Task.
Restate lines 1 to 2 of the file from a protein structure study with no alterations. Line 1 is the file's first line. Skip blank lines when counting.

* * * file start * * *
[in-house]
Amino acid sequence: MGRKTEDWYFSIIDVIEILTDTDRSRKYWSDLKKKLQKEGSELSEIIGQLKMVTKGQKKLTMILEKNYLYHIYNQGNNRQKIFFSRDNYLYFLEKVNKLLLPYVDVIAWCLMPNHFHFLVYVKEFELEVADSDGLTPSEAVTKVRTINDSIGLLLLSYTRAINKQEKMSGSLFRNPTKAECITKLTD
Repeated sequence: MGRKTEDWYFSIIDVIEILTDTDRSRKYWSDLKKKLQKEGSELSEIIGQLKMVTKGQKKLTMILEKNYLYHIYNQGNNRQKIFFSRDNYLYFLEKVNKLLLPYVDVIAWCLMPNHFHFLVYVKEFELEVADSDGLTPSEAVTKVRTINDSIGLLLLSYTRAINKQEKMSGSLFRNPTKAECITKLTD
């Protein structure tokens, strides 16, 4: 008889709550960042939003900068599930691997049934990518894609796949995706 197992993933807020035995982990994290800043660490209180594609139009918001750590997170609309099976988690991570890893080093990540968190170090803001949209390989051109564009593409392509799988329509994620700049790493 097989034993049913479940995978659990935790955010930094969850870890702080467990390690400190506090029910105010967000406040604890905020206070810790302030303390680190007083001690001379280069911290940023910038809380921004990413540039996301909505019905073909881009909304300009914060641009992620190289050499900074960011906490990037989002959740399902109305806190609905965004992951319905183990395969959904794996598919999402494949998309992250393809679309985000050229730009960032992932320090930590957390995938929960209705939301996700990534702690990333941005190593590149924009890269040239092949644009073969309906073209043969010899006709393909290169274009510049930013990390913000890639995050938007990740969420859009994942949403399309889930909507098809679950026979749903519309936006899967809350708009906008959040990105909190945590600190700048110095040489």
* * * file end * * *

[in-house]
Amino acid sequence: MGRKTEDWYFSIIDVIEILTDTDRSRKYWSDLKKKLQKEGSELSEIIGQLKMVTKGQKKLTMILEKNYLYHIYNQGNNRQKIFFSRDNYLYFLEKVNKLLLPYVDVIAWCLMPNHFHFLVYVKEFELEVADSDGLTPSEAVTKVRTINDSIGLLLLSYTRAINKQEKMSGSLFRNPTKAECITKLTD